Ullrich closes in
German rival cuts further into Armstrong's Tour leadPosted: Saturday July 19, 2003 11:38 AM
Updated: Saturday July 19, 2003 1:41 PM
AX-3 DOMAINES, France (AP) -- A weary Lance Armstrong clung desperately to a diminishing overall lead in the Tour de France on Saturday, watching helplessly as resurgent archrival Jan Ullrich powered away from him in the day's final punishing climb. (Results and standings)
For the first time since four-time champion Armstrong's first win in 1999, the Tour was roaring into its final week too close to call, with plenty of room for surprises and Ullrich snapping at the 31-year-old Texan's heels.
Ullrich, looking almost fresh while Armstrong looked gaunt and exhausted, zoomed away in a dramatic last 9.1-kilometer (5.6-mile) climb to the ski resort of Ax-3 Domaines, high in the Pyrenees that separate France and Spain.
Ullrich, the 1997 Tour winner, finished second, narrowing the gap between him and Armstrong, who placed fourth in the stage, to just 15 seconds in the overall standings.
Never has the Tour been so close at this stage since Armstrong first won. While Armstrong appears to be struggling, Ullrich seems to be gaining strength and confidence. Going into Saturday's 13th stage, he trailed Armstrong by 34 seconds. After the race, he said his next aim was to take the overall leader's jersey off Armstrong's back.
"I'm going to try to take the yellow jersey tomorrow, I'll see how I feel, and if all goes well, I'll do the maximum," Ullrich said through a translator on France-2 TV.
For his part, Armstrong said Ullrich "looks to be riding great, better and better every day."
In the face of the German's challenge, "I'm just going to ride my rhythm and not let him get too far," said Armstrong, who is aiming to match Spanish great Miguel Indurain's record of five successive Tour wins.
Spanish cyclist Carlos Sastre won Saturday's stage, a grueling 197.5-kilometer (122.45-mile) race from Toulouse to Ax-3 Domaines, with a 15.2-kilometer (9.4-mile) climb over a pass called Port de Pailheres, 2,001 meters (6,603 feet) above sea level.
Ullrich finished 1 minute and 1 second behind Sastre, who ran the course in 5 hours, 16 minutes and eight seconds. Spanish rider Haimar Zubeldia was third, 1:03 behind. Armstrong was fourth, 1:08 behind. Because he placed 2nd at the line, Ullrich gained a bonus of 12 seconds in the overall standings.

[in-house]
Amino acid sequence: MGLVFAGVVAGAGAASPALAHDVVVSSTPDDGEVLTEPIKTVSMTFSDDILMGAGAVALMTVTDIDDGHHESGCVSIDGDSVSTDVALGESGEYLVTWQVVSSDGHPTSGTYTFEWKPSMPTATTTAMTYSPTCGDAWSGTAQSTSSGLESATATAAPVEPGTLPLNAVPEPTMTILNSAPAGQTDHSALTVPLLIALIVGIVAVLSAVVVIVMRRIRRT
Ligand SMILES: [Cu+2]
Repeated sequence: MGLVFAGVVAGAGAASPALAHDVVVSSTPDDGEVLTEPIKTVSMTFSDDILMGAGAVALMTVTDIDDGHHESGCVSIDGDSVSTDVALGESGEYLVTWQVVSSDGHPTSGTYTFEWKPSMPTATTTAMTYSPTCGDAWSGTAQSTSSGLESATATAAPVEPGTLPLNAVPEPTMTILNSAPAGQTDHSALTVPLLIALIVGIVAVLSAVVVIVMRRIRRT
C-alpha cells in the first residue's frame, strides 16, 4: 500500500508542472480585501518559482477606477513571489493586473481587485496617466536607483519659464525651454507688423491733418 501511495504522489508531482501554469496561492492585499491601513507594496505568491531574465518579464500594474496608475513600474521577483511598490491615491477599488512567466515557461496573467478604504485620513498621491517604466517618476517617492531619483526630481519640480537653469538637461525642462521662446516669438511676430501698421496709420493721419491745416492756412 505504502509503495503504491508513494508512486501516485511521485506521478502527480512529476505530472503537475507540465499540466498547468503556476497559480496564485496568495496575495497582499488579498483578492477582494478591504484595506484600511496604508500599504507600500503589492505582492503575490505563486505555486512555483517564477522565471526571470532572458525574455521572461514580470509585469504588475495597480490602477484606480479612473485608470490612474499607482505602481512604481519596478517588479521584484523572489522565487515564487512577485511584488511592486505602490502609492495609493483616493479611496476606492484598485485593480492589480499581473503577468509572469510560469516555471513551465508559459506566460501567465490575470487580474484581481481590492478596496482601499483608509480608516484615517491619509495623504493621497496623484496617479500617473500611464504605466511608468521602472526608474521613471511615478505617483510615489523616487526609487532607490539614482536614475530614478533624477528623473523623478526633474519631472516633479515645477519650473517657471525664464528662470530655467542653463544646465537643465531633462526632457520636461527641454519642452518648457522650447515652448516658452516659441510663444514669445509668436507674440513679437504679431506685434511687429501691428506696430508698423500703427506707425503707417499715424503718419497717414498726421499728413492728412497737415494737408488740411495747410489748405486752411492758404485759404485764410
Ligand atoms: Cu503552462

For Armstrong, there was an upside to his somewhat lackluster ride: He gained 10 seconds over another rival, Alexandre Vinokourov, who finished fifth. The Kazak fell back to 1 minute and 1 second behind Armstrong overall. Going into the stage, Vinokourov had been just 51 seconds behind.
Racing on each other's shoulders in the last part of the Ax-3 Domaines climb, Ullrich and Armstrong looked across at each other before the German sped ahead, dropping Armstrong as he pursued an attack by Vinokourov, who he then overtook. Ullrich roared to the line grimacing with effort, but not looking drawn like Armstrong.
Armstrong said he'd had difficulty recuperating from Friday's time trial, in which Ullrich prevailed. The German was 1 minute, 36 seconds ahead of second-placed Armstrong in that crucial event, setting the Tour up for four nail-biting days in the Pyrenees.
"One of the two will crack," French rider Richard Virenque said of Ullrich and Armstrong. "There's going to be destruction in the days to come. It's going to be spectacular."
Armstrong has struggled through the Tour to stamp his dominance on this race, complaining of the persistent heat and his less-than-perfect form. His chance to recover may come Sunday, when predictions of rain in the Pyrenees may help cool the route down.
Armstrong said he emerged from Friday's time trial depleted and with doubts about his ability to dominate the first leg of the rugged Pyrenees.
"I didn't expect to have super legs -- yesterday was too hard. It was a really difficult effort," Armstrong said. "To recuperate ... is not possible in 24 hours, or 20 hours."
"At the start ... I thought 'uh-oh' it's going to be a bad day," he said. But with three days left in the Pyrenees, "I still have a lot of chances."
Armstrong, the 1999-2002 champion who dominated previous Tours, finds himself in the unusual position of having only a razor-thin lead with seven days of racing to go.
In 1999, Armstrong led by nearly 8 minutes after 13 stages. But his advantage at that point has shrunk with each passing year. He was 4:55 ahead in 2000, 3:54 ahead in 2001 and 2:28 ahead in 2002.
In other years at this point, "I was lucky enough to have three or four or five minutes" advantage, Armstrong said. "It's never been obviously this close, it's a different race, perhaps more exciting."
Virenque, who placed 13th Saturday and retained the polka dot jersey as the best climber, said he believes Ullrich had stomach problems Saturday and that "Armstrong is there and hasn't cracked yet."
But Armstrong needs a larger cushion of time over Ullrich before a final time trial on July 26th, the day before the Tour finishes in Paris.
Sastre, of the CSC team, stuck a baby's pacifier in his mouth as he crossed the finish line to win -- a tribute, he said, to his daughter Claudia who turns 2 in August.
He, for one, was not ready to write Armstrong off yet.
"I don't think we can say he has weak points," he said. "He's really resistant. He's a big champion."